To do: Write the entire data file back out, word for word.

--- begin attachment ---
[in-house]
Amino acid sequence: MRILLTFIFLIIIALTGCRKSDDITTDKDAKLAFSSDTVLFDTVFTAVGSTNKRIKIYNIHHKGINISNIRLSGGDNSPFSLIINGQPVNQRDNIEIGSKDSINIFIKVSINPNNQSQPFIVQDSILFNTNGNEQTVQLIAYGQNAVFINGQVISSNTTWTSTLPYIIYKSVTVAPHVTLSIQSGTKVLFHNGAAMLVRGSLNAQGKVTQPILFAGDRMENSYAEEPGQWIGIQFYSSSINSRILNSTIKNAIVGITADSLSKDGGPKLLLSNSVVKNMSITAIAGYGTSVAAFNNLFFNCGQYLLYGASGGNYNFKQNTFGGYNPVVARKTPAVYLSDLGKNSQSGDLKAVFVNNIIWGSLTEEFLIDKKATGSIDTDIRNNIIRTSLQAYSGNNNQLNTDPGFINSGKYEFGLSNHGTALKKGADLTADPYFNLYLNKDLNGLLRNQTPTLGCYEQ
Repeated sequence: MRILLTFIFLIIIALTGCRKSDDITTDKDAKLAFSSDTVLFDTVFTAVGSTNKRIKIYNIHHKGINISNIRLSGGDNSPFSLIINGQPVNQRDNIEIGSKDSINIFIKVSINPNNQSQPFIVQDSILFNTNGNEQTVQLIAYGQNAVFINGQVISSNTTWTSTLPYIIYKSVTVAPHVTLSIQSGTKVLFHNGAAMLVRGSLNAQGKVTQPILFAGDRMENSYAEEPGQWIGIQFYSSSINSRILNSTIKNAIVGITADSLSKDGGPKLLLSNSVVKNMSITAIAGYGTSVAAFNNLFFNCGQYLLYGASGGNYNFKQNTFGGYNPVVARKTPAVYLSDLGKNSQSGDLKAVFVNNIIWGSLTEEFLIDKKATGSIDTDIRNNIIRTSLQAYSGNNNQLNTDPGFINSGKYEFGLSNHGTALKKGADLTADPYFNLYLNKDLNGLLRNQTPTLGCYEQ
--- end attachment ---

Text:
[in-house]
Amino acid sequence: MRILLTFIFLIIIALTGCRKSDDITTDKDAKLAFSSDTVLFDTVFTAVGSTNKRIKIYNIHHKGINISNIRLSGGDNSPFSLIINGQPVNQRDNIEIGSKDSINIFIKVSINPNNQSQPFIVQDSILFNTNGNEQTVQLIAYGQNAVFINGQVISSNTTWTSTLPYIIYKSVTVAPHVTLSIQSGTKVLFHNGAAMLVRGSLNAQGKVTQPILFAGDRMENSYAEEPGQWIGIQFYSSSINSRILNSTIKNAIVGITADSLSKDGGPKLLLSNSVVKNMSITAIAGYGTSVAAFNNLFFNCGQYLLYGASGGNYNFKQNTFGGYNPVVARKTPAVYLSDLGKNSQSGDLKAVFVNNIIWGSLTEEFLIDKKATGSIDTDIRNNIIRTSLQAYSGNNNQLNTDPGFINSGKYEFGLSNHGTALKKGADLTADPYFNLYLNKDLNGLLRNQTPTLGCYEQ
Repeated sequence: MRILLTFIFLIIIALTGCRKSDDITTDKDAKLAFSSDTVLFDTVFTAVGSTNKRIKIYNIHHKGINISNIRLSGGDNSPFSLIINGQPVNQRDNIEIGSKDSINIFIKVSINPNNQSQPFIVQDSILFNTNGNEQTVQLIAYGQNAVFINGQVISSNTTWTSTLPYIIYKSVTVAPHVTLSIQSGTKVLFHNGAAMLVRGSLNAQGKVTQPILFAGDRMENSYAEEPGQWIGIQFYSSSINSRILNSTIKNAIVGITADSLSKDGGPKLLLSNSVVKNMSITAIAGYGTSVAAFNNLFFNCGQYLLYGASGGNYNFKQNTFGGYNPVVARKTPAVYLSDLGKNSQSGDLKAVFVNNIIWGSLTEEFLIDKKATGSIDTDIRNNIIRTSLQAYSGNNNQLNTDPGFINSGKYEFGLSNHGTALKKGADLTADPYFNLYLNKDLNGLLRNQTPTLGCYEQ